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Summer traffic hazards: 3 issues to keep in mind

On Behalf of | May 24, 2024 | Car Accidents

Everybody dreads winter road conditions – and not without reason. However, while summer brings relief from ice and snow on the streets and highways, it is still not without its challenges.

The glare of the sun on the road and other vehicles, sudden patches of fog in the early mornings and poor air quality from city smog and wildfires as far away as Canada can make summer driving treacherous. Here are some tips that may help:

Driving in sun glare

Glare has been cited as a major force in about 17% of environment-related accidents and is the number two cause of such wrecks – right behind slick roads. That makes the sun something you really have to factor into your drive.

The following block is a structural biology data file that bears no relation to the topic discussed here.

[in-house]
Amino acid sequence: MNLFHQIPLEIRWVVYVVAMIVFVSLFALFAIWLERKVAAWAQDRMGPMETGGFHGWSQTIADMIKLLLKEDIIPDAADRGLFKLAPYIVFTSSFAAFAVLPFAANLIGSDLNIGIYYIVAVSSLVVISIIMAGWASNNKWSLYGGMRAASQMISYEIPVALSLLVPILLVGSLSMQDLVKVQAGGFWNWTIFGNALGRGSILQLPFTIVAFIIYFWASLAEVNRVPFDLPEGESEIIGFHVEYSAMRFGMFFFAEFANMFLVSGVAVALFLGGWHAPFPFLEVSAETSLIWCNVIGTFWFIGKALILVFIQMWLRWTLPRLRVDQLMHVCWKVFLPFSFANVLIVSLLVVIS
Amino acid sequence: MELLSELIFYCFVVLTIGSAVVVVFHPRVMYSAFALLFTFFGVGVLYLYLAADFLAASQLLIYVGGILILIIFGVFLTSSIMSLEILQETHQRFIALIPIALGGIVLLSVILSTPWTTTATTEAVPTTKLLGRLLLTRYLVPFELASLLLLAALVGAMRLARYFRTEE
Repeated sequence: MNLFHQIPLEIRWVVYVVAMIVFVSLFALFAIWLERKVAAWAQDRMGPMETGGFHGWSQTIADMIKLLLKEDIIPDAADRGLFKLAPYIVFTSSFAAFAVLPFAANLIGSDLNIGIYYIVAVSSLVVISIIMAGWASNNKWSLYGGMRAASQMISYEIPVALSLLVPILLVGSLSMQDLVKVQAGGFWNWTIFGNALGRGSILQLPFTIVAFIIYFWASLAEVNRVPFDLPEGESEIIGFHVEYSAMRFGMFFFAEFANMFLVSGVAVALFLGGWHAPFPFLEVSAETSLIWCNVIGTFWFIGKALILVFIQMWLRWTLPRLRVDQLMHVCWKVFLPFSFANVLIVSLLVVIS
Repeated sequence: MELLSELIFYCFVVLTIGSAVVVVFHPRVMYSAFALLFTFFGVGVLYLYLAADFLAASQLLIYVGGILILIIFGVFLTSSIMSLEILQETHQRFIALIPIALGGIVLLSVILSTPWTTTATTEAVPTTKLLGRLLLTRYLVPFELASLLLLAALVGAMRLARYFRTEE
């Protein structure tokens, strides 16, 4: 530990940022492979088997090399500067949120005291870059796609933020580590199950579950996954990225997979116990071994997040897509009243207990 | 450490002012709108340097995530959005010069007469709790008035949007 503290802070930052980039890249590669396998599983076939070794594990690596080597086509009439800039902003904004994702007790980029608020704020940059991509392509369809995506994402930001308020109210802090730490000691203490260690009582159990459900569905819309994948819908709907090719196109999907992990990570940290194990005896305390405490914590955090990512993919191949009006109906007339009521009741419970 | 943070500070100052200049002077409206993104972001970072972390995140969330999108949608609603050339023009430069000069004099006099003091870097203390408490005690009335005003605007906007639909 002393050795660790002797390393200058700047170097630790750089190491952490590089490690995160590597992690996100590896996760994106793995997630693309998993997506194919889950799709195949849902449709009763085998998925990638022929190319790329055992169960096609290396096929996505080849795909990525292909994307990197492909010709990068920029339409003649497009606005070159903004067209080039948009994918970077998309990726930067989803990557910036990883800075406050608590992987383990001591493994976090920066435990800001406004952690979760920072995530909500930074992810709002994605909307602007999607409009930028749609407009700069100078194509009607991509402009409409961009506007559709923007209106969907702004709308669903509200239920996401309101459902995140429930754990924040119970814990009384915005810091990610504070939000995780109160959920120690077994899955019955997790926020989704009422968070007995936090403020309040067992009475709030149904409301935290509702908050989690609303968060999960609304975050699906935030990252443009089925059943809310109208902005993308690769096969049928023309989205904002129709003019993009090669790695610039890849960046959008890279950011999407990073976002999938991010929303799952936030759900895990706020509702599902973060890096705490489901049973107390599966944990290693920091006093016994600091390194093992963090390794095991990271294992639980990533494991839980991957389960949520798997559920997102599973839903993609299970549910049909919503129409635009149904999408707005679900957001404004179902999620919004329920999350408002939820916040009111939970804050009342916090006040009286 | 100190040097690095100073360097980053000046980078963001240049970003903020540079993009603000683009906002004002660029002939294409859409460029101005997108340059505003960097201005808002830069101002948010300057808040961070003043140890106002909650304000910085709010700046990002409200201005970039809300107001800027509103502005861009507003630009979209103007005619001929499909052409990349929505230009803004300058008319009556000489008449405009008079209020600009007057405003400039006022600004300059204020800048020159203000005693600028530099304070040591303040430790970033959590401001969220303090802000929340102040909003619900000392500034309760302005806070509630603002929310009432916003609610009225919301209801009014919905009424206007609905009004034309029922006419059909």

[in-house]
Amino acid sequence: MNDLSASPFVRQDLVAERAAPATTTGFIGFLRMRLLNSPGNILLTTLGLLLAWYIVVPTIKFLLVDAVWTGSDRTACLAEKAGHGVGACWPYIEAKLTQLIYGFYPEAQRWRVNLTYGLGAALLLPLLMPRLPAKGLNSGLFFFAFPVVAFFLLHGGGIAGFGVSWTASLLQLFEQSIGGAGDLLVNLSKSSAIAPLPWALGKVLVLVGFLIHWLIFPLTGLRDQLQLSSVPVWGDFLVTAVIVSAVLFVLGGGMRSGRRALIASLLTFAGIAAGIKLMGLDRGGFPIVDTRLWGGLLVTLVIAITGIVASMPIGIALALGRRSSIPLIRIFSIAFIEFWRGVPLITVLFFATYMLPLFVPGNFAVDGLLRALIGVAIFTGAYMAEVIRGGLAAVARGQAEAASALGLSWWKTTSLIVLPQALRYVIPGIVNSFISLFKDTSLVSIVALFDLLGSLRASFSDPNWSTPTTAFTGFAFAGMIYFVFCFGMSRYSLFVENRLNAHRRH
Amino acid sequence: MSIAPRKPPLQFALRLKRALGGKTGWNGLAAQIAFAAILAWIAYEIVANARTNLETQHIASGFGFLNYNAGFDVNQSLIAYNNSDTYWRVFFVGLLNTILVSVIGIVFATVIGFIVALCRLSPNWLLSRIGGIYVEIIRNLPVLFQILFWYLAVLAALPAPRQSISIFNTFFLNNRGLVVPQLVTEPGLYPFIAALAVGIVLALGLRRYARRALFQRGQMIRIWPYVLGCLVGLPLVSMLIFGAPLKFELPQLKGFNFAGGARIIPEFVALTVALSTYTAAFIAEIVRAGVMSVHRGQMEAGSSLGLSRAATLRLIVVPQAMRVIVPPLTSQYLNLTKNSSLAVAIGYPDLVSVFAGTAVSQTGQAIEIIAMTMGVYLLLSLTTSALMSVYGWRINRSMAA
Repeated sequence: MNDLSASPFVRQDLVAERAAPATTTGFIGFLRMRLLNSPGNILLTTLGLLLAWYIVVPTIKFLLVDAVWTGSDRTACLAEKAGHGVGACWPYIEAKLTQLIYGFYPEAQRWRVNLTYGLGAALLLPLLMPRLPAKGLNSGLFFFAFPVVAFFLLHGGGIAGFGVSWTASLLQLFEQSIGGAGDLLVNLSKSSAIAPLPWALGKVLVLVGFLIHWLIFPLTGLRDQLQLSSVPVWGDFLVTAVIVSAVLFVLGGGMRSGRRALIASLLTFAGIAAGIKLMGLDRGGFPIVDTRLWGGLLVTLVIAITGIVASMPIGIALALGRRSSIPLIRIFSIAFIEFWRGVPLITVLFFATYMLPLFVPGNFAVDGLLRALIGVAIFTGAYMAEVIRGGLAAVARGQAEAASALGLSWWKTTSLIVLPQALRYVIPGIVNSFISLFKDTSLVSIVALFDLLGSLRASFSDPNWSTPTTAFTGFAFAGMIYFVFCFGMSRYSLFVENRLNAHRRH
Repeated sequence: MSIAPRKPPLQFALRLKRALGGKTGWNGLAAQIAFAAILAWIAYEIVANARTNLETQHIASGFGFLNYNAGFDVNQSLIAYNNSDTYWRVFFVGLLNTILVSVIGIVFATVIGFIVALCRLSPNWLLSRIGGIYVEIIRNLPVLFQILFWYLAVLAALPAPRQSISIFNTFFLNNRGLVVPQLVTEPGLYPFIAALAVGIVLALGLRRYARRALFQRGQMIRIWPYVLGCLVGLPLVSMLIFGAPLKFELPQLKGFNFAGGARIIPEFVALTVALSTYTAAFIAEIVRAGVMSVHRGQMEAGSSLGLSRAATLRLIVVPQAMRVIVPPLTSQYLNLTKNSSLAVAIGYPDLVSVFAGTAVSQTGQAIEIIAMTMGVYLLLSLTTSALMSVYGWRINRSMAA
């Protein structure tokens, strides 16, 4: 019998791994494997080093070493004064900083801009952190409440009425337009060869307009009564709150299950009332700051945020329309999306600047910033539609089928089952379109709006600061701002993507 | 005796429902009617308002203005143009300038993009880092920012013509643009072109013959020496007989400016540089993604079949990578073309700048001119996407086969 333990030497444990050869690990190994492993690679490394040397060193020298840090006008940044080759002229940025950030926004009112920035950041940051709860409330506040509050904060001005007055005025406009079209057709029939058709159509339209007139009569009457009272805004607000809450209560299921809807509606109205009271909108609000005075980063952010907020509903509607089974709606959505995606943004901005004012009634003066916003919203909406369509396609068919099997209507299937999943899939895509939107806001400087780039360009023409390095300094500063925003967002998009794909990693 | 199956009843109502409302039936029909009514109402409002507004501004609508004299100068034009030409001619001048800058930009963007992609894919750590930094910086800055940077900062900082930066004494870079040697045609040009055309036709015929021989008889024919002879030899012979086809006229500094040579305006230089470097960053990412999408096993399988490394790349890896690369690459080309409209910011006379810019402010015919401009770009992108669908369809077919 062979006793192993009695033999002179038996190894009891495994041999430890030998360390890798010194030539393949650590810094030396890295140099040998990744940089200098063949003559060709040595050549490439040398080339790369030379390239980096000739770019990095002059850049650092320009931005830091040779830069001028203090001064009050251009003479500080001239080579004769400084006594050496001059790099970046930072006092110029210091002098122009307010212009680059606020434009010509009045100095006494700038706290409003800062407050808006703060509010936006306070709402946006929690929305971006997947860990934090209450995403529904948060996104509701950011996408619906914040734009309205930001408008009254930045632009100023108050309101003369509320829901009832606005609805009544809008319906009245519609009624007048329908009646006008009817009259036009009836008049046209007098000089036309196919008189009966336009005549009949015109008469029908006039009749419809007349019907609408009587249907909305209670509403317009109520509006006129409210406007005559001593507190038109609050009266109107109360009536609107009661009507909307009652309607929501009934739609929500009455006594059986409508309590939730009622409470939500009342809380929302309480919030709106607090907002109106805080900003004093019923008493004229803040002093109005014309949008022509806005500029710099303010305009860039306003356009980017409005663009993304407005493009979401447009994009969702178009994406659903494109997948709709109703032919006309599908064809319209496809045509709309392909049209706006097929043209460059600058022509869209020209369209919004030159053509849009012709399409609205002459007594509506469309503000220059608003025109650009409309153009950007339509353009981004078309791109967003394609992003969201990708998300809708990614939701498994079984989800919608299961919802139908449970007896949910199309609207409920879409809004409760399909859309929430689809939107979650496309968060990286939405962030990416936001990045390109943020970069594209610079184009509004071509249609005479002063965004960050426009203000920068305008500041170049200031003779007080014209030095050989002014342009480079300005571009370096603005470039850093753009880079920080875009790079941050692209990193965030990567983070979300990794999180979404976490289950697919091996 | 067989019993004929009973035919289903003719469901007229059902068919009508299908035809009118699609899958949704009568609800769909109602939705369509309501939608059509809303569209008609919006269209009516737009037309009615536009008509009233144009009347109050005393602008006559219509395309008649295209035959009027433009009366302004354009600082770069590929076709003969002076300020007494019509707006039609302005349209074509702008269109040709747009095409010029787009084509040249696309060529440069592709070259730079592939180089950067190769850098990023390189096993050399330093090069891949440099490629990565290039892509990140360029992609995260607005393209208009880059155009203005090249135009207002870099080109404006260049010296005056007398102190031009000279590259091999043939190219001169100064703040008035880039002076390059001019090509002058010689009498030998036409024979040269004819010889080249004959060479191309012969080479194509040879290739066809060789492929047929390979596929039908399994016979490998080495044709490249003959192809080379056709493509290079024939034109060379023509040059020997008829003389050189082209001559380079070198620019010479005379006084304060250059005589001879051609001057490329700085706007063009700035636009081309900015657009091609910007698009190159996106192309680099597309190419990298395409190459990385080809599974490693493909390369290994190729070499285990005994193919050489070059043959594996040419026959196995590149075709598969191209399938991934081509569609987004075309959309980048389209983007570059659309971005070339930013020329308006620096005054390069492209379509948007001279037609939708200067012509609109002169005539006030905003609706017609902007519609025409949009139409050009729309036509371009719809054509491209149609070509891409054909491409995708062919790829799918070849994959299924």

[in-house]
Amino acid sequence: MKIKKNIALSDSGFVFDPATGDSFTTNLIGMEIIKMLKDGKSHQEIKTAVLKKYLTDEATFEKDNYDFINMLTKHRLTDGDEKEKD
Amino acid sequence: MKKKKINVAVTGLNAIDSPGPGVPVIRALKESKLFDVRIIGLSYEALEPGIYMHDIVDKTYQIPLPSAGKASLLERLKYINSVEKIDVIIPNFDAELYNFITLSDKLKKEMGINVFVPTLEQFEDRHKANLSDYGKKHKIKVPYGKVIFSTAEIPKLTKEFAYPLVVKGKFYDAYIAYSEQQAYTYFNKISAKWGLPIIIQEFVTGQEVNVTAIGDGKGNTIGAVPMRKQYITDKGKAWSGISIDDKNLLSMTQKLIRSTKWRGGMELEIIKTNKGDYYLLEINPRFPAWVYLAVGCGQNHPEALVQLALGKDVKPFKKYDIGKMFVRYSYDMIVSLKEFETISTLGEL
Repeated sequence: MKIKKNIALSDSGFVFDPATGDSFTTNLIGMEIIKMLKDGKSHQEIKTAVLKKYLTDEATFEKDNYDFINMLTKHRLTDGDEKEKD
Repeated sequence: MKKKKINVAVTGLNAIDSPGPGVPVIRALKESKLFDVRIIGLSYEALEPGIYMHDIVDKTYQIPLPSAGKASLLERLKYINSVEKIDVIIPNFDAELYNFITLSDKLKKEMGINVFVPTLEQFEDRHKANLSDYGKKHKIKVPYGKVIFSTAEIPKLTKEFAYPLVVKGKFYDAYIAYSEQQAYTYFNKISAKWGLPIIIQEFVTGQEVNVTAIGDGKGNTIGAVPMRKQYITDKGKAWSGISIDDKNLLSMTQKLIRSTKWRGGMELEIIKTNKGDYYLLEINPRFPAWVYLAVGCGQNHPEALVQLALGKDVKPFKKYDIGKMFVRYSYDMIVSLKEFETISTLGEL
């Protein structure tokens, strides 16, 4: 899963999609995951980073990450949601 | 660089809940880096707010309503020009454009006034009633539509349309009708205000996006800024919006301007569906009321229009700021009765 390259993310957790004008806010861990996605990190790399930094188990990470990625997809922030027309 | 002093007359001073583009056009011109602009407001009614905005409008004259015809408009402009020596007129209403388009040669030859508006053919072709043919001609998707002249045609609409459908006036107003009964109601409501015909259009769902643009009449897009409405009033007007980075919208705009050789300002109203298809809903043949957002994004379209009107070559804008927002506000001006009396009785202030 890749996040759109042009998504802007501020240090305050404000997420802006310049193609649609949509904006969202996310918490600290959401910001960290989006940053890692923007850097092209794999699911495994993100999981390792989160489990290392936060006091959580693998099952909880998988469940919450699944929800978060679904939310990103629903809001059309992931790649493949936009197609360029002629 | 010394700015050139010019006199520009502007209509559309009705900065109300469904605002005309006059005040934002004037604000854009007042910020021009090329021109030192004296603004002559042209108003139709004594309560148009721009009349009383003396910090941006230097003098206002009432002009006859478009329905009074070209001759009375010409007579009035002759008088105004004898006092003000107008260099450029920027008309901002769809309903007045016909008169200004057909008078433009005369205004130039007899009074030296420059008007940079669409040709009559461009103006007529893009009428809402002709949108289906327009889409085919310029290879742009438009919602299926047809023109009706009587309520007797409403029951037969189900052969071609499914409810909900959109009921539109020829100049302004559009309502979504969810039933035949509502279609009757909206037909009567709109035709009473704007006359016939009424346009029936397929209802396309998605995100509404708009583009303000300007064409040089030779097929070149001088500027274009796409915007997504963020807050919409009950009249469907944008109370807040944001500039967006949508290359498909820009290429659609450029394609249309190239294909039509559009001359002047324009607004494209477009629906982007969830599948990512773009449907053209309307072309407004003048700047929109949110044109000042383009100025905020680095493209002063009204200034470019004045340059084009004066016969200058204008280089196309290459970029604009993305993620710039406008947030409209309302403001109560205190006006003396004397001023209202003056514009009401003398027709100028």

• Use your sun visor. If possible, invest in an after-market extender to make it even more useful.
  • Clean your windshield. Those tiny particles of dust on your windshield, inside or out, can make refractive issues with glare even worse.

Naturally, you may also want to try to time your trips so that you’re never caught driving directly into the rising or setting sun, since that can be brutal on your eyes.

Driving in fog

Summer is known for sudden patches of fog in early morning or close to dusk. If you find yourself suddenly driving in foggy conditions:

  • Put your low beams to give yourself some visibility
  • Slow down so that you can give yourself more reaction time

If it is foggy enough that your visibility is really limited, it may also be time to pull over and wait it out. Most fog patches lift fairly quickly, and you’ll be safer.

Driving in smog from wildfires

The Canadian wildfires have been affecting most of the East Coast and Midwest, and the air can be a thick, smokey mess. 

In general, you want to treat the situation the same way you do fog: Stick to your low beams, slow down, keep your windows up to keep the smoke off the inside of your windshield and focus very hard on staying alert.

If you do end up in a wreck this summer through no fault of your own, it’s always wisest to find out more about your legal options.